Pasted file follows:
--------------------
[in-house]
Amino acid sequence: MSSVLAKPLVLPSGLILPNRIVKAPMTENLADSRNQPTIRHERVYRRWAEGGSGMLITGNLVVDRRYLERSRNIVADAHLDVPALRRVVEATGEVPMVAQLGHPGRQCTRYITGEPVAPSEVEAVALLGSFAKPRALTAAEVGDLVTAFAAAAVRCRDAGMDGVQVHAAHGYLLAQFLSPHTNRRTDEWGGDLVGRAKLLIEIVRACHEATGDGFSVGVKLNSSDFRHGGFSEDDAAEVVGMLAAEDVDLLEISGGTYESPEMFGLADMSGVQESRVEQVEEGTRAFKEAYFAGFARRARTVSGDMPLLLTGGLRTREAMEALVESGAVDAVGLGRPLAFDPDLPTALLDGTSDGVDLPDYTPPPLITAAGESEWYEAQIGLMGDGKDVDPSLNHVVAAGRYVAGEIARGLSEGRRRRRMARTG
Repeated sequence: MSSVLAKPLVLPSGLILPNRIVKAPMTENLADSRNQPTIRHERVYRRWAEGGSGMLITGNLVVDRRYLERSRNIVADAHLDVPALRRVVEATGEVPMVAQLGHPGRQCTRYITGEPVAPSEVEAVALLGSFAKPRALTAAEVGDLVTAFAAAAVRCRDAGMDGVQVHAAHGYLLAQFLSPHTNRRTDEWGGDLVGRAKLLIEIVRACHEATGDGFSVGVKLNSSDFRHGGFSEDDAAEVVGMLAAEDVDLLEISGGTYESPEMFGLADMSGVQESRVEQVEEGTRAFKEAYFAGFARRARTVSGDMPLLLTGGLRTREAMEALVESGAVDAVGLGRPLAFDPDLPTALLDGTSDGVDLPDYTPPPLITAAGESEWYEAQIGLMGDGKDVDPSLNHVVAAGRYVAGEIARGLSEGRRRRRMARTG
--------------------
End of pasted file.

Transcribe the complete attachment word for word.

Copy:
[in-house]
Amino acid sequence: MSSVLAKPLVLPSGLILPNRIVKAPMTENLADSRNQPTIRHERVYRRWAEGGSGMLITGNLVVDRRYLERSRNIVADAHLDVPALRRVVEATGEVPMVAQLGHPGRQCTRYITGEPVAPSEVEAVALLGSFAKPRALTAAEVGDLVTAFAAAAVRCRDAGMDGVQVHAAHGYLLAQFLSPHTNRRTDEWGGDLVGRAKLLIEIVRACHEATGDGFSVGVKLNSSDFRHGGFSEDDAAEVVGMLAAEDVDLLEISGGTYESPEMFGLADMSGVQESRVEQVEEGTRAFKEAYFAGFARRARTVSGDMPLLLTGGLRTREAMEALVESGAVDAVGLGRPLAFDPDLPTALLDGTSDGVDLPDYTPPPLITAAGESEWYEAQIGLMGDGKDVDPSLNHVVAAGRYVAGEIARGLSEGRRRRRMARTG
Repeated sequence: MSSVLAKPLVLPSGLILPNRIVKAPMTENLADSRNQPTIRHERVYRRWAEGGSGMLITGNLVVDRRYLERSRNIVADAHLDVPALRRVVEATGEVPMVAQLGHPGRQCTRYITGEPVAPSEVEAVALLGSFAKPRALTAAEVGDLVTAFAAAAVRCRDAGMDGVQVHAAHGYLLAQFLSPHTNRRTDEWGGDLVGRAKLLIEIVRACHEATGDGFSVGVKLNSSDFRHGGFSEDDAAEVVGMLAAEDVDLLEISGGTYESPEMFGLADMSGVQESRVEQVEEGTRAFKEAYFAGFARRARTVSGDMPLLLTGGLRTREAMEALVESGAVDAVGLGRPLAFDPDLPTALLDGTSDGVDLPDYTPPPLITAAGESEWYEAQIGLMGDGKDVDPSLNHVVAAGRYVAGEIARGLSEGRRRRRMARTG